The day I look forward to all year - the first bowl of strawberries from my yard.  they are not the huge, on steroids, sour ones you get from the store that are grown far south of here.  These are smaller, but sweet and delicious.  Had to run out and pick them before a thunderstorm moved into the area Friday night.  Actually, I had my first ripe strawberry a couple of days before this.  Can't wait for the raspberries!

What you don't see:

Potatoes - I have two beds, that as soon as the vines get a little height, get a straw/soil mix around them, or some chopped up hay - whatever I have handy.  Both beds are at about 3 feet right now, and ready to add another row of boards to them.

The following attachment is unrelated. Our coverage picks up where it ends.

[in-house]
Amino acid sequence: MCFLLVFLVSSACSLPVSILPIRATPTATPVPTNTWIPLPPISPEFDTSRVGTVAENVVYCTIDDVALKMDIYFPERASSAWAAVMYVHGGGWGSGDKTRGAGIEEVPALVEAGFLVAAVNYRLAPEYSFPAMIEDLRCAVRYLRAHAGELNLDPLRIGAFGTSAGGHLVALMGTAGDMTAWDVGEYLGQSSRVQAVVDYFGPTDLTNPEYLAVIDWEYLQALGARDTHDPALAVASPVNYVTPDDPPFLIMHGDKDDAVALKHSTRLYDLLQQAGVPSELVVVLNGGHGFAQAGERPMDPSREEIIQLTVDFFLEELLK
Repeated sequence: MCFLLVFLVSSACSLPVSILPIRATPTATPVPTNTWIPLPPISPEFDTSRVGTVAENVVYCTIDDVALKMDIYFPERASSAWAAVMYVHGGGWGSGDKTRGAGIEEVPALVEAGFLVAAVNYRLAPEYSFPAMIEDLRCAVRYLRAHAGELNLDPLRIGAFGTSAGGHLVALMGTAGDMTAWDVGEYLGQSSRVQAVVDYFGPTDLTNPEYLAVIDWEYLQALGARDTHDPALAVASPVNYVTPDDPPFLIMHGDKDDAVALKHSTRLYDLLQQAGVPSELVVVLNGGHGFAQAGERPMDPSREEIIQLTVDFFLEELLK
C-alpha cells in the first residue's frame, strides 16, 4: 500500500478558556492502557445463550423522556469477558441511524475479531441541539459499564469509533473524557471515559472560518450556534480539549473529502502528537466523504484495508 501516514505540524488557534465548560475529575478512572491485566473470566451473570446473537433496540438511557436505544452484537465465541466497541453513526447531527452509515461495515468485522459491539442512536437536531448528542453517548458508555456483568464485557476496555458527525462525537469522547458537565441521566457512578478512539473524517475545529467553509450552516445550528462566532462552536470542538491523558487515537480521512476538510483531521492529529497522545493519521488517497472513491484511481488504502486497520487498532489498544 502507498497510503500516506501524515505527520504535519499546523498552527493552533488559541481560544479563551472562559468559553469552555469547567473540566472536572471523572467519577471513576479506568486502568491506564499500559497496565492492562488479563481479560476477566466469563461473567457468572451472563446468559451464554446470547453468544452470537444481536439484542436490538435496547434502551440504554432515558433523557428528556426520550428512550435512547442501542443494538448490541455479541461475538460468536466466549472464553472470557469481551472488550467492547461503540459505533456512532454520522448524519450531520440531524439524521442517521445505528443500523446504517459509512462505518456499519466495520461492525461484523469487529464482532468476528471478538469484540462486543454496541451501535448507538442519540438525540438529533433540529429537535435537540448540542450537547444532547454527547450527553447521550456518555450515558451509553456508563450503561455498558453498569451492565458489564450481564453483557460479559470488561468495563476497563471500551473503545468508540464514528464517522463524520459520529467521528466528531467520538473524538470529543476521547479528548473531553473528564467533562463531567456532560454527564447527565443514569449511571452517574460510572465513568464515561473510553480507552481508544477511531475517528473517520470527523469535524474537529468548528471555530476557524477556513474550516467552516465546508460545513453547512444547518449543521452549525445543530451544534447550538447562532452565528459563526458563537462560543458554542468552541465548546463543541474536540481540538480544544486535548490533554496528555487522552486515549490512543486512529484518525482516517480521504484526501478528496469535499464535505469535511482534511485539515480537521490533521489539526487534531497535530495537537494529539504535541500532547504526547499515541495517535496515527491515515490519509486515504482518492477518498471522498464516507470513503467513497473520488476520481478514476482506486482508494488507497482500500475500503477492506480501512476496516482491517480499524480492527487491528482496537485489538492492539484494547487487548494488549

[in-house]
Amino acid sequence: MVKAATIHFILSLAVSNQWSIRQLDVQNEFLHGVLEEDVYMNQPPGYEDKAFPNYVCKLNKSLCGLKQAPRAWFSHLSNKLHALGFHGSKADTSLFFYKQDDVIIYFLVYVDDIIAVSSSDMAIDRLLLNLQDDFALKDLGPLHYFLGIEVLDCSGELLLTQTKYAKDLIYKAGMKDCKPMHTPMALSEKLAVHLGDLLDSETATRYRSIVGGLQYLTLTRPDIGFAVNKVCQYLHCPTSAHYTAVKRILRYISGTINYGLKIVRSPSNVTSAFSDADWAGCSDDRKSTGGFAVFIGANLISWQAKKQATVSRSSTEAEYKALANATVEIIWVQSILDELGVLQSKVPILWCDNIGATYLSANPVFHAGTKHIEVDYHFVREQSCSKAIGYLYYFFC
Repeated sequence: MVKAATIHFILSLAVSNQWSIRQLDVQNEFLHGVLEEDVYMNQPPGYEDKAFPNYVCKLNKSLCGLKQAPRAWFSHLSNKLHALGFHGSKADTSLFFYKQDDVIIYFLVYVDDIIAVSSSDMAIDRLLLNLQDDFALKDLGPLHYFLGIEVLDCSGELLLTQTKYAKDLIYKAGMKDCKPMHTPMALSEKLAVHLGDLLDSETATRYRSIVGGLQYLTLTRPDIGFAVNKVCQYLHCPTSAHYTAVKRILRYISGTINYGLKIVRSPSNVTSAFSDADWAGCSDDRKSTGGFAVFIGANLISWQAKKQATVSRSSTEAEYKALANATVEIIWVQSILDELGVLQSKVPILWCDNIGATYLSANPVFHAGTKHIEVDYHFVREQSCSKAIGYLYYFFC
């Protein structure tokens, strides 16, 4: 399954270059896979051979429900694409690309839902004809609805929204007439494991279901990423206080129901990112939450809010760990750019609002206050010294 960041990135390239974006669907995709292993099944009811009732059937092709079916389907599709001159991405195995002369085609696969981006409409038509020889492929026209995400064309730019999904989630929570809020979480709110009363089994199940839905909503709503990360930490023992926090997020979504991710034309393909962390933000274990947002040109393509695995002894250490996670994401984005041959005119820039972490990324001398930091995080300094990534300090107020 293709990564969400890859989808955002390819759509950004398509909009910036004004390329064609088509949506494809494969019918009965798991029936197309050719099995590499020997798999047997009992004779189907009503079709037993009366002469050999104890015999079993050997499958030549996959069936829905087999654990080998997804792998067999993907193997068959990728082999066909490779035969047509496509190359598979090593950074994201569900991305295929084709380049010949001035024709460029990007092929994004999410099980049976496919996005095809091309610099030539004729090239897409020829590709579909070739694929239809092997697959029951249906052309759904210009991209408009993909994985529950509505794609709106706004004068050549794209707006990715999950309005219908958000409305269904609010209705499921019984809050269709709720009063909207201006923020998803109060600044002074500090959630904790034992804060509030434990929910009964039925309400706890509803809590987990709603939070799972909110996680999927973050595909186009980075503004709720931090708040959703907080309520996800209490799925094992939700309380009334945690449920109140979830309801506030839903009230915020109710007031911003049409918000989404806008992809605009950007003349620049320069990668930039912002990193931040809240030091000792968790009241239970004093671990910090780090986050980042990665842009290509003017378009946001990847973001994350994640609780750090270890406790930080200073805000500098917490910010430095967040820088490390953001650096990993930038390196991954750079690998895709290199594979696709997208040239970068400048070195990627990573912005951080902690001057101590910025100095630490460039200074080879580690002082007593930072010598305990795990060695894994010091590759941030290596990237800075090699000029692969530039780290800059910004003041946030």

Grapes - in the middle of re-potting the table grape starts that I started in 2009.  they are doing great.  I don't think they will bear any this year, so can't sell them yet.  Maybe next year.

Almost have the fence down along the driveway - west of the tomatoes, so that I can plan my bush beans ( for dry beans).  working also on the fence along the front of the property.

And mowing what little grass I have, and working on getting the area for the chicken coop to be built ready.

So if  you don't see a posting from me for a couple of weeks, it is because I am really swamped!

Good luck in your gardening endeavors - if you have a question, ask away!  All questions do go to my email so I will try to get back to you as soon as I can.

Robin

Cucumbers - 2012